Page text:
Susan Babbitt runs a small no-kill animal shelter in Oklahoma entitled Friends of Collinsville Animal Shelter. In early March, she received a phone call from the Dana Law Firm in Scottsdale, Arizona informing her that her shelter was to inherit a sum of money from the estate of a woman who had recently passed away. The amount of the inheritance was not discussed at the time. Babbitt expressed her feelings of shock and appreciation that her struggling shelter was being blessed with a contribution.
Babbitt was even more astonished when she later discovered that the funds were from a Mary Kay Thomas who passed away at 68 years old and had no family to which she could leave her funds. Instead, she chose to divide it amidst a number of charities, including 27.5% going to a specific animal shelter that she wished to support. Babbitt knew of no relationship with Ms. Thomas or why she would choose to support her shelter specifically. She even asked the law firm why Ms. Thomas had chosen her shelter, but no one at the law firm seemed to know either.
And then, when the check came for the huge sum of $188,981 Babbitt was amazed! The shelter was continually struggling to make ends meet, generally running monthly fundraisers in order to cover expenses. Shelters are in existence for the love of animals far more than for any desire for profit. In fact, most shelters lose funds due to the cost to maintain the animals, get medical treatment as needed, spading and neutering surgeries and more. Adoption fees rarely cover the total cost that the shelter has spent on each animal.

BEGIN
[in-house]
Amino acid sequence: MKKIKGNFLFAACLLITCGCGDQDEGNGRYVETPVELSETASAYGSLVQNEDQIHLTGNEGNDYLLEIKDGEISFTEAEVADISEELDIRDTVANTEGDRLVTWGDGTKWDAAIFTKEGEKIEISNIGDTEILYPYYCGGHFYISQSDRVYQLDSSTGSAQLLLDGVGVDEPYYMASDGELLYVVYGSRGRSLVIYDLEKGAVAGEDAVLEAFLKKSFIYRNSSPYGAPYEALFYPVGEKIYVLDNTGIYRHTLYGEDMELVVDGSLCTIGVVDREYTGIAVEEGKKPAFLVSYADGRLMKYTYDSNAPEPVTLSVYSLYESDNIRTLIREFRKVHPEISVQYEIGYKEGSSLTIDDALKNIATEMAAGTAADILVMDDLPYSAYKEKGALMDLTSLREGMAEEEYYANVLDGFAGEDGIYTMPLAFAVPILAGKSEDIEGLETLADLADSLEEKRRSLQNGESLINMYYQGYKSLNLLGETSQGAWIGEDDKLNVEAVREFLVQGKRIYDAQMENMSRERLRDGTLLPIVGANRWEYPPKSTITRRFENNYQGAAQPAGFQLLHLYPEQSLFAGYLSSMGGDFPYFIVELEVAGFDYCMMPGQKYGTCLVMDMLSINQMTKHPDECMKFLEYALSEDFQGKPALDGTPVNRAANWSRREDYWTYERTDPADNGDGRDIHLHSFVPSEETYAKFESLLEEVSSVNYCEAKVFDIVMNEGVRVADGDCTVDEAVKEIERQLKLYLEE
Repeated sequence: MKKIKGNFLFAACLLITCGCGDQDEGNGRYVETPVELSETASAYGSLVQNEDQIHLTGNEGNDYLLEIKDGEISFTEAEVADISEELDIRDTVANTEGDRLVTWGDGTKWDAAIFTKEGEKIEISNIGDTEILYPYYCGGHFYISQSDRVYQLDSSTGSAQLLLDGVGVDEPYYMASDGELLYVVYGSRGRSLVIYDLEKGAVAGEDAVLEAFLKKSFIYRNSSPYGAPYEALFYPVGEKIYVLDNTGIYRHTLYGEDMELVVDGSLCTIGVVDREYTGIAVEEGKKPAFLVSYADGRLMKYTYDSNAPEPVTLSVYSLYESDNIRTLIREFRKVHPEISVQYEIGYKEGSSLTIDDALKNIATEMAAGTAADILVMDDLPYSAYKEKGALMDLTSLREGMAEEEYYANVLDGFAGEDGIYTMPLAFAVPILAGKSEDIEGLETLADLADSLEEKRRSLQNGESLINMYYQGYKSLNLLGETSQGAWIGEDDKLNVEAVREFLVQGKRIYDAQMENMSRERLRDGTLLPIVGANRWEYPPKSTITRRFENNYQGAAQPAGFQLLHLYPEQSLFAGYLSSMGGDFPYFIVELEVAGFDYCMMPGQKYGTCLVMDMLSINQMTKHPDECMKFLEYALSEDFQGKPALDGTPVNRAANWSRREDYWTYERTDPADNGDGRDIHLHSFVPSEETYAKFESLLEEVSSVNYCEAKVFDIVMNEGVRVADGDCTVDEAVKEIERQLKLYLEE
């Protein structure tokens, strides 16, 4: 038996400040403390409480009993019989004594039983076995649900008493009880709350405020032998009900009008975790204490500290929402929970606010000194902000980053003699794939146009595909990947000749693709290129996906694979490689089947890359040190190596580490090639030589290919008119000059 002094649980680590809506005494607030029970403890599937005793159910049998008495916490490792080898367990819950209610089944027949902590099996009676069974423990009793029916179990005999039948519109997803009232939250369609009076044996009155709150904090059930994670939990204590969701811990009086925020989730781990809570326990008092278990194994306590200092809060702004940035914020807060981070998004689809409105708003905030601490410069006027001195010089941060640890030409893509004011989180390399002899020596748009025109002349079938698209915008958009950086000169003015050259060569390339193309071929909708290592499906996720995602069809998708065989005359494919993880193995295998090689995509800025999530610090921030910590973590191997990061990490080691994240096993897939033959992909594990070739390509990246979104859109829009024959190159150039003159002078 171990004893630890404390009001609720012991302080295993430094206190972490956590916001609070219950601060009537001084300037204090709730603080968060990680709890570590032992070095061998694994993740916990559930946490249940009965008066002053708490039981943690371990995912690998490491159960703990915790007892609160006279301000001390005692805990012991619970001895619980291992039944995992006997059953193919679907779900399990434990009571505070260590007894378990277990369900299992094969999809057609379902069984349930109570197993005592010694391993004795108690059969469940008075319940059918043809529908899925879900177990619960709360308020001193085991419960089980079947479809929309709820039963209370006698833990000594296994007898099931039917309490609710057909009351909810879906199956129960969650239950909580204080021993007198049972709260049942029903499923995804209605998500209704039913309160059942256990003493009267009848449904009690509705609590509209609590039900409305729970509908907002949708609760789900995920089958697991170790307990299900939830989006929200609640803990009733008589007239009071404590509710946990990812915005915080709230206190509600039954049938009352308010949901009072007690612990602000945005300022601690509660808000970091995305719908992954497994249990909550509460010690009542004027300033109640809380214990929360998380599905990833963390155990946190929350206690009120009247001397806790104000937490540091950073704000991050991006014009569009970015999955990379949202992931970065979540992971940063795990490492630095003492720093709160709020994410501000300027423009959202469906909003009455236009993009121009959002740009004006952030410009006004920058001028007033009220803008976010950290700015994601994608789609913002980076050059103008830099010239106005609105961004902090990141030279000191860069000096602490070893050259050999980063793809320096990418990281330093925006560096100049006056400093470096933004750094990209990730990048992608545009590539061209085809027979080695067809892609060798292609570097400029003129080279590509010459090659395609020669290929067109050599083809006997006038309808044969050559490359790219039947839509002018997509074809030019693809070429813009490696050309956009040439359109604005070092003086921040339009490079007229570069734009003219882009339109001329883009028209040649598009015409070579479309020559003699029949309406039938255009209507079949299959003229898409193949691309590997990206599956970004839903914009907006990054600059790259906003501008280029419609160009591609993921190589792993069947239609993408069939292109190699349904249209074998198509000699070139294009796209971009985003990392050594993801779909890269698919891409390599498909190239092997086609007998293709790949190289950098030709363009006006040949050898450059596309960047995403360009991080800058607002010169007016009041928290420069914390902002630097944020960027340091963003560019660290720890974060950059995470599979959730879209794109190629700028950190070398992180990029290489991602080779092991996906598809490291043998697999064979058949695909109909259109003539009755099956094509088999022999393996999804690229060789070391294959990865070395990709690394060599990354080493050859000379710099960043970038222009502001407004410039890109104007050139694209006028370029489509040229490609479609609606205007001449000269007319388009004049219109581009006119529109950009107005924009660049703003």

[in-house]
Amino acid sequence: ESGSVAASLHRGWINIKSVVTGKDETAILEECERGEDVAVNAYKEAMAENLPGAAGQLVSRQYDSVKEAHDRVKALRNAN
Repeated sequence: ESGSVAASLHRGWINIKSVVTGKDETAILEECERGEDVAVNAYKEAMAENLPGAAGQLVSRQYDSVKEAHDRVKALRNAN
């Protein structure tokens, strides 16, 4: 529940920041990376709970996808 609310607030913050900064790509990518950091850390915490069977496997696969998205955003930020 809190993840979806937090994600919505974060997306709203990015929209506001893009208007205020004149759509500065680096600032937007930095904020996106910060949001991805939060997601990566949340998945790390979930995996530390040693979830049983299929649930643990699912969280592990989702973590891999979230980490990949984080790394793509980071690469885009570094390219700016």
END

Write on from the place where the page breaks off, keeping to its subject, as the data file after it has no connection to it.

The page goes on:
Unfortunately for Babbitt, nearly two months after cashing the check she received a phone call from the Dana Law Firm saying that the funds needed to be returned. In fact, the message they left stated that they had made a mistake and sent the funds to the wrong animal shelter. Instead of her shelter in Oklahoma, the funds were intended for the Friends of Collinsville Animal Shelter in Illinois.
The firm realized their mistake only after the correct shelter called wondering about the status of the check. Mr. Dana said the firm went into a panic as everyone searched for information, finally discovering that the check was sent to the wrong shelter in the wrong state. Dana says he feels terrible about the error but that he does expect Babbitt to return the funds as they are not technically hers. The firm has offered to donate $12,000 to Babbitt’s shelter as an apology and as a show of goodwill.
Babbitt has hired an attorney which advised her that she would, indeed, have to return the funds. She states that she does plan to return the funds and just has not yet had the time to do so. Babbitt did contact the mayor of Collinsville, Illinois to ask if they would be willing to split the donation in half, citing that hers is a no-kill shelter while the other shelter does euthanize. As of Friday, May 10th, Babbit had not heard back from the mayor.
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